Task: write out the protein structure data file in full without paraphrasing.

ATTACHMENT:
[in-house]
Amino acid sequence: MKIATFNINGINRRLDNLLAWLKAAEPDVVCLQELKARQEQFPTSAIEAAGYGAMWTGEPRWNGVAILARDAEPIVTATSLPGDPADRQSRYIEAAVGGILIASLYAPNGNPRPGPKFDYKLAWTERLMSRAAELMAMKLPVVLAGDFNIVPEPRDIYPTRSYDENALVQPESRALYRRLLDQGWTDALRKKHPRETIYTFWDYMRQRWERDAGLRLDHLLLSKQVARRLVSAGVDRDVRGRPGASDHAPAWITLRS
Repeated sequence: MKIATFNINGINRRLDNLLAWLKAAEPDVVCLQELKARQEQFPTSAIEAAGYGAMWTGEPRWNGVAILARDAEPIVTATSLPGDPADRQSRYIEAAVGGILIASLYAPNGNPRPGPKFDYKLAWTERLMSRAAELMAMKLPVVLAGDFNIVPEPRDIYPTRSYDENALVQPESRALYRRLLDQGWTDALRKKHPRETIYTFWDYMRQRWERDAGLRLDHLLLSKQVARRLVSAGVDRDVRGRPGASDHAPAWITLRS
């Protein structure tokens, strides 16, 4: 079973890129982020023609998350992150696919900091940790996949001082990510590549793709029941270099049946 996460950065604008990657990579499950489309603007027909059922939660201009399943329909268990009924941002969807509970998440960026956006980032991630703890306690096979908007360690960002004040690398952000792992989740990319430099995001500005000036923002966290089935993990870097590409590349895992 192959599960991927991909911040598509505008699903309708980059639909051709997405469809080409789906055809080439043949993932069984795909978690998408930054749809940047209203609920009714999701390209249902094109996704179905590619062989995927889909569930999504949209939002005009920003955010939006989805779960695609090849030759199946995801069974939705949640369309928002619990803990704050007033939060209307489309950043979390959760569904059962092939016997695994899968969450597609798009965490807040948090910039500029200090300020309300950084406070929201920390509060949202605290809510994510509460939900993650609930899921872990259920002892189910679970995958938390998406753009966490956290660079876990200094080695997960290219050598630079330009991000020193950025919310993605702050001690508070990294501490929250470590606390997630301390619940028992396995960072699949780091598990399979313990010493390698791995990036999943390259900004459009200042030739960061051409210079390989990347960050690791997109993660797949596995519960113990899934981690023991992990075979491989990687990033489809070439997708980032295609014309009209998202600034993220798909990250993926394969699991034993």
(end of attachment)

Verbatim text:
[in-house]
Amino acid sequence: MKIATFNINGINRRLDNLLAWLKAAEPDVVCLQELKARQEQFPTSAIEAAGYGAMWTGEPRWNGVAILARDAEPIVTATSLPGDPADRQSRYIEAAVGGILIASLYAPNGNPRPGPKFDYKLAWTERLMSRAAELMAMKLPVVLAGDFNIVPEPRDIYPTRSYDENALVQPESRALYRRLLDQGWTDALRKKHPRETIYTFWDYMRQRWERDAGLRLDHLLLSKQVARRLVSAGVDRDVRGRPGASDHAPAWITLRS
Repeated sequence: MKIATFNINGINRRLDNLLAWLKAAEPDVVCLQELKARQEQFPTSAIEAAGYGAMWTGEPRWNGVAILARDAEPIVTATSLPGDPADRQSRYIEAAVGGILIASLYAPNGNPRPGPKFDYKLAWTERLMSRAAELMAMKLPVVLAGDFNIVPEPRDIYPTRSYDENALVQPESRALYRRLLDQGWTDALRKKHPRETIYTFWDYMRQRWERDAGLRLDHLLLSKQVARRLVSAGVDRDVRGRPGASDHAPAWITLRS
């Protein structure tokens, strides 16, 4: 079973890129982020023609998350992150696919900091940790996949001082990510590549793709029941270099049946 996460950065604008990657990579499950489309603007027909059922939660201009399943329909268990009924941002969807509970998440960026956006980032991630703890306690096979908007360690960002004040690398952000792992989740990319430099995001500005000036923002966290089935993990870097590409590349895992 192959599960991927991909911040598509505008699903309708980059639909051709997405469809080409789906055809080439043949993932069984795909978690998408930054749809940047209203609920009714999701390209249902094109996704179905590619062989995927889909569930999504949209939002005009920003955010939006989805779960695609090849030759199946995801069974939705949640369309928002619990803990704050007033939060209307489309950043979390959760569904059962092939016997695994899968969450597609798009965490807040948090910039500029200090300020309300950084406070929201920390509060949202605290809510994510509460939900993650609930899921872990259920002892189910679970995958938390998406753009966490956290660079876990200094080695997960290219050598630079330009991000020193950025919310993605702050001690508070990294501490929250470590606390997630301390619940028992396995960072699949780091598990399979313990010493390698791995990036999943390259900004459009200042030739960061051409210079390989990347960050690791997109993660797949596995519960113990899934981690023991992990075979491989990687990033489809070439997708980032295609014309009209998202600034993220798909990250993926394969699991034993």